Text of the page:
• Current Mood: full

Sensitivite areas in a fighting match with anthropomorphic opponents

I seem to have a knack for coming up with questions that are just too weird for Google. "How much would it hurt to get punched in the cloaca?" Really, now, no one thinks of that. Or, at least, not enough people for there to be a convenient FAQ or something I could have found by now. Sigh.

Anyway, I'm writing a story with anthropomorphic characters (furries) and there's a scene where two of them, a crocodile and a bat (both quite burly, if it matters,) have a sort of UFC/MMA-style cage fight. I'm trying to figure out how their animal features would factor into it, and tailor the rules of the fight accordingly. What I have so far is this: the crocodile has a very long muzzle and internal genitalia, and therefore the bat would actually be allowed to use below-the-belt blows as there isn't a lot there to be that exposed and vulnerable anyway (though it would be a bit pointless for him to do so for that very reason,) while above-the-neck shots are banned due to the muzzle being particularly vulnerable. By contrast, since the bat has a shorter muzzle and more mammalian naughty parts, the crocodile is subject to more typical rules against the bat (the crocodile can throw snout punches but can't go low.) Basically, I need someone to tell me if that actually makes sense or if I am doing something phenomenally stupid here.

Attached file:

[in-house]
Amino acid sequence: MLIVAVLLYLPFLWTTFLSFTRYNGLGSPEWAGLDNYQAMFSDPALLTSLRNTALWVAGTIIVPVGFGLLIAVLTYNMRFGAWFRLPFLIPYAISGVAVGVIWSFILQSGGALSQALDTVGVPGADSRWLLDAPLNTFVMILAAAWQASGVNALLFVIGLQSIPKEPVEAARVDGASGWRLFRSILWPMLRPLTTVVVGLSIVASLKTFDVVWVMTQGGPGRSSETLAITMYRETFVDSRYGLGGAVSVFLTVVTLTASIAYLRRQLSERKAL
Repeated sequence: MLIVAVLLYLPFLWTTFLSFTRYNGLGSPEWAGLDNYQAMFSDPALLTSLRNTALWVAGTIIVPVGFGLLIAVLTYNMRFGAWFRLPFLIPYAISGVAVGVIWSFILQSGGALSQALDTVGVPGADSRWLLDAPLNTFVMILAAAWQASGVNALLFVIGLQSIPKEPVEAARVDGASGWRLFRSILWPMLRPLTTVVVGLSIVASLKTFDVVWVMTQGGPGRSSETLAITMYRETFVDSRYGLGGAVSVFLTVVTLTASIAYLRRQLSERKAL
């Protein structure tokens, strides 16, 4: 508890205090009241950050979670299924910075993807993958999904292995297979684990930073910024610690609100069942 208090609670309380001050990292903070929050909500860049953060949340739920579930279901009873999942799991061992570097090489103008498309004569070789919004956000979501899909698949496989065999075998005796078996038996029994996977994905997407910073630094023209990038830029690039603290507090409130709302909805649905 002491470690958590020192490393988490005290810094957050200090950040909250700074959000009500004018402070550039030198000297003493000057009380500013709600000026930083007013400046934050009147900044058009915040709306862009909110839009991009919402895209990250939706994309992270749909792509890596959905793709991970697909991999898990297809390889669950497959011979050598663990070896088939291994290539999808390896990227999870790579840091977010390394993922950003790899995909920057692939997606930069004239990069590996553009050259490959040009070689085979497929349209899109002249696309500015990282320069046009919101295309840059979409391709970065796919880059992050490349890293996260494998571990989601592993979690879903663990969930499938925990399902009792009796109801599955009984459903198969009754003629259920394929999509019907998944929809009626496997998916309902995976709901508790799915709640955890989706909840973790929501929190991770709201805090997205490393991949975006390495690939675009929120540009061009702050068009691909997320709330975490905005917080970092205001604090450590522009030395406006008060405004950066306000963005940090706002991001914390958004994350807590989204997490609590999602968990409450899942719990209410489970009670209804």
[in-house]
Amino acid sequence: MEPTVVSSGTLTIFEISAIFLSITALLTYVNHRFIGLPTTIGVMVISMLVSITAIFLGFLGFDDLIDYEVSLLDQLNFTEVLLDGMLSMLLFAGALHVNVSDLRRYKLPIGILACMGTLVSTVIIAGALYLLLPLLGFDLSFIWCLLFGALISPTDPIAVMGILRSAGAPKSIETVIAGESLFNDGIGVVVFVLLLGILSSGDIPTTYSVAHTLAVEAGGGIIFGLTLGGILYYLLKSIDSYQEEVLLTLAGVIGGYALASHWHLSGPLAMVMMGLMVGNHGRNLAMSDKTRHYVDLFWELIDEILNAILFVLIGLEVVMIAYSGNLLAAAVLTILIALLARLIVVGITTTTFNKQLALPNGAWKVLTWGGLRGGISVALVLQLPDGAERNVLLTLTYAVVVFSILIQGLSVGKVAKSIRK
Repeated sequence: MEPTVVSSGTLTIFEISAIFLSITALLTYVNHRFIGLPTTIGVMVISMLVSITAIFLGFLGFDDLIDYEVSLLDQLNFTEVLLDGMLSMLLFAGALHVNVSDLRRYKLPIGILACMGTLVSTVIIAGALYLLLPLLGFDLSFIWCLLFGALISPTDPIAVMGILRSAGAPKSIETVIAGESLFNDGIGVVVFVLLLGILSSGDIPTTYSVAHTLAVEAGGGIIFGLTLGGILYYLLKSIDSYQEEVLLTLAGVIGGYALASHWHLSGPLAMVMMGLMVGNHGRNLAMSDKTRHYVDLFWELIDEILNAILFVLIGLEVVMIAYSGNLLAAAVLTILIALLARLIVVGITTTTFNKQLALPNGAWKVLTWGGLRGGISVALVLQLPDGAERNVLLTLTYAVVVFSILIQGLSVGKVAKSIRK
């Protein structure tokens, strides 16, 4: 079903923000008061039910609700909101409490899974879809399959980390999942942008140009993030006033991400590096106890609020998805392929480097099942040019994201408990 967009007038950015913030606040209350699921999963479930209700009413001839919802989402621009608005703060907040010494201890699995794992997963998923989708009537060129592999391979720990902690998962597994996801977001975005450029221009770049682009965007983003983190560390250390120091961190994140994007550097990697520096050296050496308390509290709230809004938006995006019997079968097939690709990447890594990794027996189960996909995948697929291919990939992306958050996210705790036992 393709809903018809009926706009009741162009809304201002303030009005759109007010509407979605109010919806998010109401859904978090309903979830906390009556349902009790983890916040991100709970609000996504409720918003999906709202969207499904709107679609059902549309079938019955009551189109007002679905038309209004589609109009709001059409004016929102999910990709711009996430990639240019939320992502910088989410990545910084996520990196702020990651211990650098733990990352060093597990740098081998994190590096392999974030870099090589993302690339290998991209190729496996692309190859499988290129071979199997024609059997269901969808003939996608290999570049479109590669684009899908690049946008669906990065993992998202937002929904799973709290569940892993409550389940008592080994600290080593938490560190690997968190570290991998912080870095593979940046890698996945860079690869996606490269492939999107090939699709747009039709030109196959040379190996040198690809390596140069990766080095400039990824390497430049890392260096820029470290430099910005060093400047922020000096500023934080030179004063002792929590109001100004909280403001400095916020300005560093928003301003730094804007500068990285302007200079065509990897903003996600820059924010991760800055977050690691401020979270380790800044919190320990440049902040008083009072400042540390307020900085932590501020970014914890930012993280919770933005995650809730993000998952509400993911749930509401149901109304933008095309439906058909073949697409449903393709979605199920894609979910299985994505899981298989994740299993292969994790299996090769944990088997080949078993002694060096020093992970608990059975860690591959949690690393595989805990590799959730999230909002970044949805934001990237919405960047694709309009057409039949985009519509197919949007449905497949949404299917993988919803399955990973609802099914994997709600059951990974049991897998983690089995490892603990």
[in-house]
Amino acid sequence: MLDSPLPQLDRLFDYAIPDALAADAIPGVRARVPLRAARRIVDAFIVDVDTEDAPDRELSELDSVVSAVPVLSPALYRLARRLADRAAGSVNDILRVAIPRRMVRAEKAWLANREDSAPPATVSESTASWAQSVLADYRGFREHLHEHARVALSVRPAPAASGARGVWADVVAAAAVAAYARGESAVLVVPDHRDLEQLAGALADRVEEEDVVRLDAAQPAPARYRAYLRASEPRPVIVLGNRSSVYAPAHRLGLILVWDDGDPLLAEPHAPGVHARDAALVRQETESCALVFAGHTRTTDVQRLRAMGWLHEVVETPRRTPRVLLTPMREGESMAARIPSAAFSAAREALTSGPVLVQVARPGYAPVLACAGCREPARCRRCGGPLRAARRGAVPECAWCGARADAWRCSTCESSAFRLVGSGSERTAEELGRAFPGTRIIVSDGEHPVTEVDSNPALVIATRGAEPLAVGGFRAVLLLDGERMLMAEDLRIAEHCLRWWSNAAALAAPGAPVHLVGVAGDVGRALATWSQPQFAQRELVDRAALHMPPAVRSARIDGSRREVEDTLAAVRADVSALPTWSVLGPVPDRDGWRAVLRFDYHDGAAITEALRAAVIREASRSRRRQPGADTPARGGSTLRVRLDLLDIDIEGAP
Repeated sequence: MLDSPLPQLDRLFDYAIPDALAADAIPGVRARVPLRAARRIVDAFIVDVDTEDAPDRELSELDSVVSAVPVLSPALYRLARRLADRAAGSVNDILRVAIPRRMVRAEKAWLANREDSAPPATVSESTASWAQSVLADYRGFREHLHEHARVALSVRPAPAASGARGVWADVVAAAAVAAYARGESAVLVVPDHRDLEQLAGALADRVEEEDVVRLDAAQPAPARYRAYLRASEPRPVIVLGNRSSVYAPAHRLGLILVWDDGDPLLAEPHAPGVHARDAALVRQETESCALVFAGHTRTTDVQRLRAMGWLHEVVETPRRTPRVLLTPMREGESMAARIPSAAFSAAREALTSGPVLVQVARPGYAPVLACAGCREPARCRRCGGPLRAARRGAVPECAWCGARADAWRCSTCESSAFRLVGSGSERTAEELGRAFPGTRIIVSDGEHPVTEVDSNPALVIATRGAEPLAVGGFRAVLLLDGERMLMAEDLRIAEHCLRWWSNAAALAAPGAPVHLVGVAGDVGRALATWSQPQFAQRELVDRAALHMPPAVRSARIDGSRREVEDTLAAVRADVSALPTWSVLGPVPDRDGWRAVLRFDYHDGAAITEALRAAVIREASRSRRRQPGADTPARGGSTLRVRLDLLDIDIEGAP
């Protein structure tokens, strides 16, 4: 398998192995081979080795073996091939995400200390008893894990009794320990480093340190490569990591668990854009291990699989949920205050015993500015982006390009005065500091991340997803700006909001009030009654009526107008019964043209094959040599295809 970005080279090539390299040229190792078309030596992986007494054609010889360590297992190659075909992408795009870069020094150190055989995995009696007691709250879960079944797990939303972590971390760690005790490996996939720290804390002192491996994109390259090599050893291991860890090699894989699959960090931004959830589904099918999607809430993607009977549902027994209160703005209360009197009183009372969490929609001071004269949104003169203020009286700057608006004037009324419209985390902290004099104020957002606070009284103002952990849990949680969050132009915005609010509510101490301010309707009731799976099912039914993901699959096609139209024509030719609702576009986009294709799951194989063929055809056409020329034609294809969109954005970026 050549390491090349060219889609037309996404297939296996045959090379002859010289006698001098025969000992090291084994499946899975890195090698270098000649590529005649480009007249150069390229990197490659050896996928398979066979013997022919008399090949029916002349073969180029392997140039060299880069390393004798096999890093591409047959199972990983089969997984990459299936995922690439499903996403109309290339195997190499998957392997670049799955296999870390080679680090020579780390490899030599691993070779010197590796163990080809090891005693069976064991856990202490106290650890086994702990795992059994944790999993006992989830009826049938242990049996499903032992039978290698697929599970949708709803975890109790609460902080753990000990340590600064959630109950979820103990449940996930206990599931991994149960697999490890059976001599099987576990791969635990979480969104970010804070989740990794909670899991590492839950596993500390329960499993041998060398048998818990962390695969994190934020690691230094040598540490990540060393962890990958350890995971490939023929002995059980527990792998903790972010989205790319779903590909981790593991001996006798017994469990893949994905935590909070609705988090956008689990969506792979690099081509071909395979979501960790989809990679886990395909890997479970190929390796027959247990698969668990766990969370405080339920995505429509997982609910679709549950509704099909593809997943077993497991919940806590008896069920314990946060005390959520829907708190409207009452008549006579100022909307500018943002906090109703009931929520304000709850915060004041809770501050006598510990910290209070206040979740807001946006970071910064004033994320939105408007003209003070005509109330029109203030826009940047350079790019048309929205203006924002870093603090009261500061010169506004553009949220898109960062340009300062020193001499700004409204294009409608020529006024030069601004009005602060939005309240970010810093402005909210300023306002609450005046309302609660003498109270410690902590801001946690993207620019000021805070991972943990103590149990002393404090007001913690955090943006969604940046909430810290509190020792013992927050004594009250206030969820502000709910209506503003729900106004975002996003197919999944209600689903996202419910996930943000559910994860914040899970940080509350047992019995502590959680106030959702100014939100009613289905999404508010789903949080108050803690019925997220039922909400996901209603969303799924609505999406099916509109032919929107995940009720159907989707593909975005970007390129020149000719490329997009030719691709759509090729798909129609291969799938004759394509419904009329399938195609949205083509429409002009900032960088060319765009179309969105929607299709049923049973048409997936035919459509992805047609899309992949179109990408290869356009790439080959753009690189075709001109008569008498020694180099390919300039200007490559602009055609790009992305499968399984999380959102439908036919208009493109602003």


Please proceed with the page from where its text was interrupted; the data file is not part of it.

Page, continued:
If it matters, I already established within the story that the rules as described above give a huge advantage to the crocodile, but the bat insisted on having the match anyway because they're extremely bitter long-time rivals and such.

The bit about the low blows being allowed (but pointless) against the crocodile can be revised without too much trouble if it's wrong, but there are actually a few things that are currently hinged on his muzzle being vulnerable--at one point, the bat trips the crocodile and makes him faceplant (creatively stunning him to the point of temporary incapacitation since he hit his muzzle hard doing that, but getting away with it since it wasn't a direct muzzle attack or anything, just a trip, which is allowed) and the bat also pops the crocodile right in the snout after the match is over just to be a jerk.

Russian nicknames and terms of endearment

I'm looking for a nickname that an older mentor-type guy would call a teenager named Artem that he's... pretty close to and all but adopted. Both are Russian, in a modern American setting (so if the nickname gets used in front of others, it'll go right over their heads anyway). It'd be nice if it were something Artem's (probably Ukrainian) mother called him as a child, but it's not necessary. I like the sound of Artemka (it brings up plenty of hits on Google, so I know somebody uses it), but I've been having trouble finding nicknames for this particular name - hopefully because it's a little less common, not because it's just plain undiminutivable - that's just not possible, right? Or should I just go with something else entirely like zhukochka or myshechka (at least from the mother)? Actually, mentor-guy's brother-in-law is going to get called one of these two things (probably the latter), so if anyone could suggest less... cutesy-chka forms of those, I'd appreciate it.